Sunday, September 02, 2012

I am in the wrong

I would like to emphasise that it was all my own fault. No-one else can be blamed. I knowingly did what was wrong and got caught out.

We've been so good all week. We've done our best to keep to the official paths, carefully consulting both the map and guide regularly. We scrupulously opened and closed every gate. We dutifully climbed every stile, helping  others if need be with walking poles or other bits and pieces.

And yet ... And yet ...

Today we had a wonderful walk. We set off about nine from The Old Store in Bampton.

As an aside, let me recommend the outstanding tea room at the Old Store House. It is decorated with deft finesse and you feel you are dining in a tiny palace. It is quite unostentatious from the outside and a serendipitous delight for the eye when you enter. We had a lovely breakfast and then headed off south west on our route through Shap to Orton.

Crossing fields in gently rolling countryside, we dodged killer sheep and a somnolent bull. Shap appeared just before midday. Well, it didn't appear, we walked there across five or so miles, but you get the gist.  We would have dropped into the coffee shop, but it had closed down two days earlier. We met Simon, the solo C2C walker and the Australian  group we had met at breakfast. The big activity of the day in Shap was at the bowling club.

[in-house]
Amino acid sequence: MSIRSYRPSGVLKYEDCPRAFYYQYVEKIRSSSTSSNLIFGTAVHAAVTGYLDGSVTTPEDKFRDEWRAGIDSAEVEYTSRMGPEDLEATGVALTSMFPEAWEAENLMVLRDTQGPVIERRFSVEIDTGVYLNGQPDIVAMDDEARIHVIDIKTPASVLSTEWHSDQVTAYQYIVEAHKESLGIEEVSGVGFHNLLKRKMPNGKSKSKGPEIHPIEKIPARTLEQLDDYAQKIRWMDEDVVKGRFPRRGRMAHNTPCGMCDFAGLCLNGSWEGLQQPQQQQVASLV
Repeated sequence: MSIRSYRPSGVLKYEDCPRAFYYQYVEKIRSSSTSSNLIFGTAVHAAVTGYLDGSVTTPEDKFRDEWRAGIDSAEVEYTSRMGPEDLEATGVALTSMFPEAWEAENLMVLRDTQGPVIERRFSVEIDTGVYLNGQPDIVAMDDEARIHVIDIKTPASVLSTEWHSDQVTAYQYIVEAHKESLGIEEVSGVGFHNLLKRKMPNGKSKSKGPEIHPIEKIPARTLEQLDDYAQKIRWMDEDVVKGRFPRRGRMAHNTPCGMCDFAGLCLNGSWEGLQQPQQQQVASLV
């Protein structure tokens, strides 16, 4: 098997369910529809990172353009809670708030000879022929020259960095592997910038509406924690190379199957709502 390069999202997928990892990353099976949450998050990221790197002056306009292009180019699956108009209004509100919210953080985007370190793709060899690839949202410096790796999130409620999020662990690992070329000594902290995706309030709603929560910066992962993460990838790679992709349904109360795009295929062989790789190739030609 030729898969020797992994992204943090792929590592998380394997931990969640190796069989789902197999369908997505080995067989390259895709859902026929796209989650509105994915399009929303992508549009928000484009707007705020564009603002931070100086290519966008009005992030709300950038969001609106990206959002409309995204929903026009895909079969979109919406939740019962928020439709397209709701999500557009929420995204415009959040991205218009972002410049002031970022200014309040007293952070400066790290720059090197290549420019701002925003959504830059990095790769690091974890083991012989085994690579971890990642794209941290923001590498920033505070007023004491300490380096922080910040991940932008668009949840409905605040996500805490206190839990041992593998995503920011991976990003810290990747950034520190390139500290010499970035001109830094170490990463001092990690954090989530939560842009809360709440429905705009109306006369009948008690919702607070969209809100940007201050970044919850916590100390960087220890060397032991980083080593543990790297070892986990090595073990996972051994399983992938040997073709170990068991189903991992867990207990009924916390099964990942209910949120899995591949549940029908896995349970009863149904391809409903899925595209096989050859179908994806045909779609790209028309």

Heading out of the village, we crossed the railway line and, not long after, the M6 motorway. With a little sadness Colleen noted that we hadn't seen any red squigs (squirrels), which have been reintroduced to the area after being displaced by grey ones. The countryside consisted of gentle hills and slopes, alternating between moor and farmland. For as far as one could see, there were miles and miles of drystone walls, constructed over decades by hand, consuming unimaginable effort.

It moved to the end of our walk.  We could see our destination ahead, nestling in a valley.  The guide book pointed us to the footpath down a steep hill of about half a mile through a farm and through to the village. We walked down the hill, lush with soft green grass. The farmer was herding his sheep using a quad bike.  At the bottom of the hill was a gate.  Surrounded by a pond of vile-looking mud.

Now I guess that quad bikes and livestock laugh at mud.  Perhaps sheep sneer; they have been saying "Bah" at me all week. But I looked at the quagmire and, especially after such a lovely day, my heart sank. There was no way around it. There was no stile over the wall.

And then I thought, entirely wrongly, "Perhaps we could just climb over the gate". It was a bad idea. I suggested it to Colleen, like the serpent in the garden of Eden, and she succumbed to temptation.

Or she would have.

However as she put her hands on the gate there was a voice the echoed across the valley "GET OFF THAT GATE!"

So she did, to the extent that she was on it.

We were baffled. We didn't want to end up ankle deep in mud so eventually we gave up. We walked half a mile back up the steep hill and walked the long way around by road, dodging articulated farm lorries.

In the pub this evening we ran into our Australian friends. They had walked through the mud to open the gate. The farmer had told them about catching us out.  The previous day he had caught out some other hikers who had been trying to lay some stones through the mud.

Now I know I was in the wrong. 

But I couldn't help wondering if the farmer preferred to spend his days shouting at walkers rather than building a stile  or laying a few stones across the mud.

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